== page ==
5.5 Use of Accreditation and Other External Reviews in the Institutional Quality Assurance Process

An accreditation review can usefully replace some of the requirements of a Cyclical Program Review. The IQAP may therefore allow for and specify the substitution or addition of some documentation or specific processes associated with the accreditation of a program, and will specify who is responsible for making this decision. Adaptations may be made for certain components of the program review process, but only when these elements are fully consistent with the requirements established in this Framework.

How a university approaches the question of whether to combine, coordinate or completely segregate the reviews depends on a number of factors, including:

  • Levels and complexity of program offered (undergraduate, graduate, professional);
  • Review cycle;
  • Qualifications required for reviewers;
  • Evaluation criteria; and
  • Issues currently faced by program and/or university

One common characteristic of both accreditation and quality assurance cyclical program review is the development of a self-study by the program undergoing review. However, combining a Cyclical Program Review and accreditation review can be challenging given the different purposes and evaluation criteria that apply[1]. Ultimately, while some stages of the review process may be substituted or augmented by an accreditation review, the evaluation criteria detailed in Section above must be addressed in the self-study and by the external reviewers and a Final Assessment Report, Executive Summary, Implementation Plan and subsequent monitoring reports, as detailed in Section 5.3.2 and 5.4, must be produced and approved for all programs.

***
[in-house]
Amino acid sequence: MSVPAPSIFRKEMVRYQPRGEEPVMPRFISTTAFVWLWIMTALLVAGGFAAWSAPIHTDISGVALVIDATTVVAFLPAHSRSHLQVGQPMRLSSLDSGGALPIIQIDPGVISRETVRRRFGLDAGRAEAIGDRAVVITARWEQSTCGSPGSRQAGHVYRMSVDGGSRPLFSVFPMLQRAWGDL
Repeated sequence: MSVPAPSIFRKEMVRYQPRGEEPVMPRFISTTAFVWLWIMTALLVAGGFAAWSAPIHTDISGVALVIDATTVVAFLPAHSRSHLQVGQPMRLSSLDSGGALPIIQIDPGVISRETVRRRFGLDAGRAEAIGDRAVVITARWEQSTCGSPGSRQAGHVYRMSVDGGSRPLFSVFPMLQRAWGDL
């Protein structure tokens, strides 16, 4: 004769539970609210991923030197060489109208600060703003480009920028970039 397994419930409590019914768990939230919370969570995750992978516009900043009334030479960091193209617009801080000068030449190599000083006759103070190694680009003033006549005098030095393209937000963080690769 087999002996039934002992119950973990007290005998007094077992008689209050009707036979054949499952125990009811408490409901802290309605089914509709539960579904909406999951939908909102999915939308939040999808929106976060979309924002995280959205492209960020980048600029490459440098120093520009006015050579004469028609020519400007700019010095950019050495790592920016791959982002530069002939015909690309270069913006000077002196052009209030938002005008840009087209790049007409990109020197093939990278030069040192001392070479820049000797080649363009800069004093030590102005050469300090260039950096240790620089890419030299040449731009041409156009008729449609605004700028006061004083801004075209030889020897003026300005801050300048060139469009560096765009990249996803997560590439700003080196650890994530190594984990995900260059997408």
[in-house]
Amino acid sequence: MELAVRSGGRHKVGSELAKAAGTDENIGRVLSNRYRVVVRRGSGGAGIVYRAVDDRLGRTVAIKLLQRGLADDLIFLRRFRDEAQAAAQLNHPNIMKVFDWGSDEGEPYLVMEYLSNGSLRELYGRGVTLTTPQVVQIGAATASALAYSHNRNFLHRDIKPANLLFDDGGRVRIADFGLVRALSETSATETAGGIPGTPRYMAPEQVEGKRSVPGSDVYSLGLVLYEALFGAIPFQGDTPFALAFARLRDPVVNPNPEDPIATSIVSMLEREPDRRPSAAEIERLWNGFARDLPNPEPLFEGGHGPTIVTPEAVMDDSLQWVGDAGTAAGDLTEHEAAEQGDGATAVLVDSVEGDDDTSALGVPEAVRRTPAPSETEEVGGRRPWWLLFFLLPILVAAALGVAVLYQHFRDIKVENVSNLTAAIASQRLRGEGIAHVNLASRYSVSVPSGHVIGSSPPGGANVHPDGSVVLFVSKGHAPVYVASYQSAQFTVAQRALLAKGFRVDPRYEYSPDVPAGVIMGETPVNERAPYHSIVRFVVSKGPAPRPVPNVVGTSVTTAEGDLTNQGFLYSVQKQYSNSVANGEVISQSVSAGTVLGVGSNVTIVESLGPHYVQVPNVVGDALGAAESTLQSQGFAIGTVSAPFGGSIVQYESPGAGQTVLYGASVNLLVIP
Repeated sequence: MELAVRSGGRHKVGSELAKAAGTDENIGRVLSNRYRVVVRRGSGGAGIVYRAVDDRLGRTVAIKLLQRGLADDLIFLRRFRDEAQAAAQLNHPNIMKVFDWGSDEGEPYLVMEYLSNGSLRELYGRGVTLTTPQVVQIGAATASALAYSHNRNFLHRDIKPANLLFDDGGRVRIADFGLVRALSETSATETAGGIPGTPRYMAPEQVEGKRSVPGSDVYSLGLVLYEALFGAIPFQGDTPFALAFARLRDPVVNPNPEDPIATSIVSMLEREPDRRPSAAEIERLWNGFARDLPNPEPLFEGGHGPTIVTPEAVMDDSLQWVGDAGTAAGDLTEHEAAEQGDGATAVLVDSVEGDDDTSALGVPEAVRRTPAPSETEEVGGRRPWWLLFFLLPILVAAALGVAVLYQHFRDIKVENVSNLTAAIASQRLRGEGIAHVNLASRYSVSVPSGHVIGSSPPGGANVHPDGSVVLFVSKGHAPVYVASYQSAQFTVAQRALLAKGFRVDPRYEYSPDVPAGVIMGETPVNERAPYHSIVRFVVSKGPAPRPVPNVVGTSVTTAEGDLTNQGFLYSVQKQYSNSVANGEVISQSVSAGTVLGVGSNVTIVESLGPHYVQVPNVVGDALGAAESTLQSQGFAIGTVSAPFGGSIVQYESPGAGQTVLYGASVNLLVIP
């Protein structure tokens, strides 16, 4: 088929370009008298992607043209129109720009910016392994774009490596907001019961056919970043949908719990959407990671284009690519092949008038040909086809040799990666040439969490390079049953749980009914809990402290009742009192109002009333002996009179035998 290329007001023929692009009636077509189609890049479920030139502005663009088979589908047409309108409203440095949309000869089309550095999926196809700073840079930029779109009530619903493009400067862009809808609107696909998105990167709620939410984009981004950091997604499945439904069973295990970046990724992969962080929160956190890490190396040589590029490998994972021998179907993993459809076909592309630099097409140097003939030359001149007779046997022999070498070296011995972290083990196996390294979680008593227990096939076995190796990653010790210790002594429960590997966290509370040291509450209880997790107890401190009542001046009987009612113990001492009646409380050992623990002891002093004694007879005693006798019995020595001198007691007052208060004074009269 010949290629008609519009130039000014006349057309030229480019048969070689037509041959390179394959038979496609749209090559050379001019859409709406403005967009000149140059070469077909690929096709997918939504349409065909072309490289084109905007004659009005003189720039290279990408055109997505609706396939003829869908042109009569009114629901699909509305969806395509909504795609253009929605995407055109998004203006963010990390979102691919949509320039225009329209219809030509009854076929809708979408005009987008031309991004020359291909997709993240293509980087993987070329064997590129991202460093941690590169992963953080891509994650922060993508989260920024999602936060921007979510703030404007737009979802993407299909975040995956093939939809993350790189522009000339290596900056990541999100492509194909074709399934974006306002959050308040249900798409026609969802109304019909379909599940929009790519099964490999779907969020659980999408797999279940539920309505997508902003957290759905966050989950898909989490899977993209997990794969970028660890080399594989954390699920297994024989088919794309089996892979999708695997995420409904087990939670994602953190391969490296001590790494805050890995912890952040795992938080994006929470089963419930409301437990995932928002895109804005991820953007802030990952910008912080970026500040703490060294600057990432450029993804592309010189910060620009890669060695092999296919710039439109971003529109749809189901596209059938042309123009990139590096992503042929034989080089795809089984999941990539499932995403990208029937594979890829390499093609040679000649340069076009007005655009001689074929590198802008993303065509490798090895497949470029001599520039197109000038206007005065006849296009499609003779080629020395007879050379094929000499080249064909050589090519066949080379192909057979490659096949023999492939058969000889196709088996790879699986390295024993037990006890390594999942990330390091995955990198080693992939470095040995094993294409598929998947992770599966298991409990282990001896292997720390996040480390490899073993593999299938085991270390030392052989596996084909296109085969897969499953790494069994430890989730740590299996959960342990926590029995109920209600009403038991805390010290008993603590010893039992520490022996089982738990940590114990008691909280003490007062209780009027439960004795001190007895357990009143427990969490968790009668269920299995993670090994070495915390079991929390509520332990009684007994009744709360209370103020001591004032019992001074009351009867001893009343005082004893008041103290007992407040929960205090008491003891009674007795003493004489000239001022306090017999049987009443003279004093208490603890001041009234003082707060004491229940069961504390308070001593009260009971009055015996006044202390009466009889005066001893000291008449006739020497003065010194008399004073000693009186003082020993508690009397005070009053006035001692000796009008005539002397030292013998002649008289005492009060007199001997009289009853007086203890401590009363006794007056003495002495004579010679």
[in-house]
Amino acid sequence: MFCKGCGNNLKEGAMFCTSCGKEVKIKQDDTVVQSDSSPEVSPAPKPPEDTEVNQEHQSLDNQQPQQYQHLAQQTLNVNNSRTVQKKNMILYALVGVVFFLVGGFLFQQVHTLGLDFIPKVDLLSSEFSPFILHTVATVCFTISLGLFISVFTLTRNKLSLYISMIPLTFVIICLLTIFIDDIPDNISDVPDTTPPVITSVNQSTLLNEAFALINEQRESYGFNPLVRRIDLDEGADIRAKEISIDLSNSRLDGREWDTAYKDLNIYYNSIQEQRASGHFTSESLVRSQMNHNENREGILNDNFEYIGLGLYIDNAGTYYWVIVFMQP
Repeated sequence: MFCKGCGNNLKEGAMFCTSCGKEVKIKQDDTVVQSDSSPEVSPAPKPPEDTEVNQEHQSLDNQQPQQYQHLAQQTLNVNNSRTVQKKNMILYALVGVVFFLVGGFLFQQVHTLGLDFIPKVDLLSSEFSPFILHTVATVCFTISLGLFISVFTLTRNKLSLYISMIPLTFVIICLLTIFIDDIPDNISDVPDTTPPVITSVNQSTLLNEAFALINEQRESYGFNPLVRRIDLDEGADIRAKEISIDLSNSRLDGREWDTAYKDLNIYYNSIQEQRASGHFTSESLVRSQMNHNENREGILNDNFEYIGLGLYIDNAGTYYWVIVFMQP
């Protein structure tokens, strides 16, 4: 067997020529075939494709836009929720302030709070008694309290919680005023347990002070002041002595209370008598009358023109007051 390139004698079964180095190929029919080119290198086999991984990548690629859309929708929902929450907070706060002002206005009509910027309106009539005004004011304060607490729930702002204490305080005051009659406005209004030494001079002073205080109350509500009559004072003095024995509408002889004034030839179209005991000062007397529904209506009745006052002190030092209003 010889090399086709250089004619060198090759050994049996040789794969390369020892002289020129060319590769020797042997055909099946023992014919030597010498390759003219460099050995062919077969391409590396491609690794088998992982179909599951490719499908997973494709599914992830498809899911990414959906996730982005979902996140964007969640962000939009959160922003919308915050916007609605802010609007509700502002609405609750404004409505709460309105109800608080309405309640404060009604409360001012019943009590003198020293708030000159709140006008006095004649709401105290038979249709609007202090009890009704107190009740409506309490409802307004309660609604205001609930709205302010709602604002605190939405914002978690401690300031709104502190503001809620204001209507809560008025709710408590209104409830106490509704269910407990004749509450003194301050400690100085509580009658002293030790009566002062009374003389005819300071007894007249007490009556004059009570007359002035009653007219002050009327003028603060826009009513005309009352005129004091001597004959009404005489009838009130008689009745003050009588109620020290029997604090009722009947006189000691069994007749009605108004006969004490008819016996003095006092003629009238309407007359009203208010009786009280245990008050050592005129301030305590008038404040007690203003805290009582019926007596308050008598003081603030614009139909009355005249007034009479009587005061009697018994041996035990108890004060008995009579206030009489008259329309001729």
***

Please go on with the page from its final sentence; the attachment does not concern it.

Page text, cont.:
A Record of Substitution or Addition, and the grounds on which decisions were made, is eligible for Cyclical Audit.


[1] A UNESCO glossary of basic terms and definitions for quality assurance and accreditation describes accreditation as a process by which a program or institution is evaluated to determine if it meets certain pre-determined minimal criteria or standards. In contrast, quality assurance processes are described as on-going and continuous evaluation for the purpose of quality improvement. Quality assurance processes include assessing, monitoring, guaranteeing, maintaining and improving (Quality assurance and accreditation: a glossary of basic terms and definitions - UNESCO Digital Library).